Last night I dreamt I was kneeling in front of an unfamiliar boy in the middle of an unfamiliar road.  He had red hair and wild, fiery eyes - a boy who had known no boundaries, was unbroken.  He was near the age of 7.  I knelt before him and asked him if he knew the name of Jesus.  My heart beat in my chest as my cornering question filled the air between us.  He threw his head back in laughter and ran away.  My eyes followed him and then I stood and turned to walk away.

In the past, I have had nightmares every night.  Horrible nightmares.  For years and years and years.  After a decade of them tapering off, about 3 years ago those completely went away.  Since that time I typically do not remember my dreams.  In fact, I can not tell you the last dream I had.  I mention this only to say that as I sit this morning reading and watching a fog rise over the mountains, it is an interesting fact to consider that this morning I have a dream within me that I can recall.  Its been a long time.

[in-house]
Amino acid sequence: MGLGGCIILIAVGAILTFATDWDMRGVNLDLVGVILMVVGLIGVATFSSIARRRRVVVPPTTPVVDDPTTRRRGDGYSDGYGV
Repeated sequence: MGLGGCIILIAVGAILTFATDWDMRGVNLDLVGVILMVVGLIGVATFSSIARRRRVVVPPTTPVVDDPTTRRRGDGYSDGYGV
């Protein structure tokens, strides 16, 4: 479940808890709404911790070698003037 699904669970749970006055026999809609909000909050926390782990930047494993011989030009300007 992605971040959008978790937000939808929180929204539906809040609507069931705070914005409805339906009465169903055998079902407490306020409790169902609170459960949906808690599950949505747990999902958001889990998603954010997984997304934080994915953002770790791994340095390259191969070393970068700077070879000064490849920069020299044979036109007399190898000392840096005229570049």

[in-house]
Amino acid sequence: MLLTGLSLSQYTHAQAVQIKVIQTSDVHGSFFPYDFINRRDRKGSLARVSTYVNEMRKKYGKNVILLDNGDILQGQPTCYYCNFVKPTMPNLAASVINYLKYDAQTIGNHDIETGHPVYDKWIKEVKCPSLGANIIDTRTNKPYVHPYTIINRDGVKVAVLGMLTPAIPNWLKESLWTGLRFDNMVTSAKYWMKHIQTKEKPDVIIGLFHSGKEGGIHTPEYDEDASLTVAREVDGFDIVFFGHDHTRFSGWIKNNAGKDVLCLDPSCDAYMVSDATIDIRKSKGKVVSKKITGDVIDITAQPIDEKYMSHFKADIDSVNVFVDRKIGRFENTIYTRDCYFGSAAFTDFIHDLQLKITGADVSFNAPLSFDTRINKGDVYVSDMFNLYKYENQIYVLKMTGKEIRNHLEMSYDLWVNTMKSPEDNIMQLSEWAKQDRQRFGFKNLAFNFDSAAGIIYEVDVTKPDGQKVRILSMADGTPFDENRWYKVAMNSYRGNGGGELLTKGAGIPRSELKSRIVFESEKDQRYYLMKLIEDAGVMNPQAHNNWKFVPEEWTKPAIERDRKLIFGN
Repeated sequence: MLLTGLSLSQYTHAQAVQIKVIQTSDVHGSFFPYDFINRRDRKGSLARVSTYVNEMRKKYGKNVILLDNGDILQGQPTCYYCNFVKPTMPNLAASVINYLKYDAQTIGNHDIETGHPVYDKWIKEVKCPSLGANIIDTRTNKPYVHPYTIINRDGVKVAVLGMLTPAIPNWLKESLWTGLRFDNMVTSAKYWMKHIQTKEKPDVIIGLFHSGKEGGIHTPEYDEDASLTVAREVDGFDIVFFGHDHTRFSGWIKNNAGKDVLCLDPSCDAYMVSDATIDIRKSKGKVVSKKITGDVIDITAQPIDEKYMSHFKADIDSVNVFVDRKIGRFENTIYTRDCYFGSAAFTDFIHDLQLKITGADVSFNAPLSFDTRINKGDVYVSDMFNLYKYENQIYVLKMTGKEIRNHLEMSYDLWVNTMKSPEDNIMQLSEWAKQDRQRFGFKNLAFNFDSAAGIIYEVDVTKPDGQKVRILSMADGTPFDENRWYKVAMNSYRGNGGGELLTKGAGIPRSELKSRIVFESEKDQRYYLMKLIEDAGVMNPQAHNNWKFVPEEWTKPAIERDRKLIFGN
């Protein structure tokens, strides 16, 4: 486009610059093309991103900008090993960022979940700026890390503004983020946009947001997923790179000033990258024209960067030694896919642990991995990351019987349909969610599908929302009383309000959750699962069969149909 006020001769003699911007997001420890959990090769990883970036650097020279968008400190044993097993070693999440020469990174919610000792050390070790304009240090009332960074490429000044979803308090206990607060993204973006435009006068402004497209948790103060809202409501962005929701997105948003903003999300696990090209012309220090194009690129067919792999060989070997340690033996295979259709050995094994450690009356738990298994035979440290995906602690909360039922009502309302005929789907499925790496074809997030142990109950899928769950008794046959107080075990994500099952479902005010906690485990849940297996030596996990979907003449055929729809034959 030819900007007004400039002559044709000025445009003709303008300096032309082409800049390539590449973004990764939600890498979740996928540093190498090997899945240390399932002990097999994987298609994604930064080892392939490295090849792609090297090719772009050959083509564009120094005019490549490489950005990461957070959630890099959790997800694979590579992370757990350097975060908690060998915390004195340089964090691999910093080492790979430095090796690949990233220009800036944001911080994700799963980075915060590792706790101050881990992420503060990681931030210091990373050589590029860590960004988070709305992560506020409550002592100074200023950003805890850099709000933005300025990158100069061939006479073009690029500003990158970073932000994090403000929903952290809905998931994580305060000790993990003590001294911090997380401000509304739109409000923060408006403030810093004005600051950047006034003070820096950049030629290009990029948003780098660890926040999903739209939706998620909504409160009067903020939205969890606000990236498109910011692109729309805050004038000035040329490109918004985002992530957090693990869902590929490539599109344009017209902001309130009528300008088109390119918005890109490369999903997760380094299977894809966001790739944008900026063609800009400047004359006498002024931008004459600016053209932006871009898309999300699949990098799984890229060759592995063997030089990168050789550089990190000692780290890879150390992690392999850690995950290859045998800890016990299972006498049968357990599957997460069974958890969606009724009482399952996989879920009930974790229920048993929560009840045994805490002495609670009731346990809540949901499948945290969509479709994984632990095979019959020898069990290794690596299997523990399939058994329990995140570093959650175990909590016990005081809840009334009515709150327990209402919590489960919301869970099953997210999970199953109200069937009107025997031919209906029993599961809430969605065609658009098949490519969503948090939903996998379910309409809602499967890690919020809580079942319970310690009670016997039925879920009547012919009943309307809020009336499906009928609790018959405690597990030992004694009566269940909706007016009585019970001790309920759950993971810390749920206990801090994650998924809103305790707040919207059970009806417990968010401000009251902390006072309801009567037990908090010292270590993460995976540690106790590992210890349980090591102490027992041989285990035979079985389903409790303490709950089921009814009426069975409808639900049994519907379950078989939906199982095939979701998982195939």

Two nights ago we sat with a couple, Stan and Penny,  who mentored us while we lived in Colorado.  It was not a formal mentoring, we never read a book together nor met weekly for intentional time.  Rather they were a 70 year old couple we met in our neighborhood.  We walked the trails with them (they are in better shape than we are), ate meals with them, shared holidays with them, met them for coffee and also worshiped with them at our church.    From the first week we moved in and met them (they invited us to the church we were already attending) there was never a week that we did not touch base with them.  We shared our hopes and dreams with them, and also the trials of the life season we were in while living near them.  And they with us.  Though we did not agree in all arenas, we loved each other.  They opened their home to us at countless junctures and continue to hold those doors open each time one (or all) of us travels through this state. You could say they were one of the greatest Gifts given to us while we lived here these past years.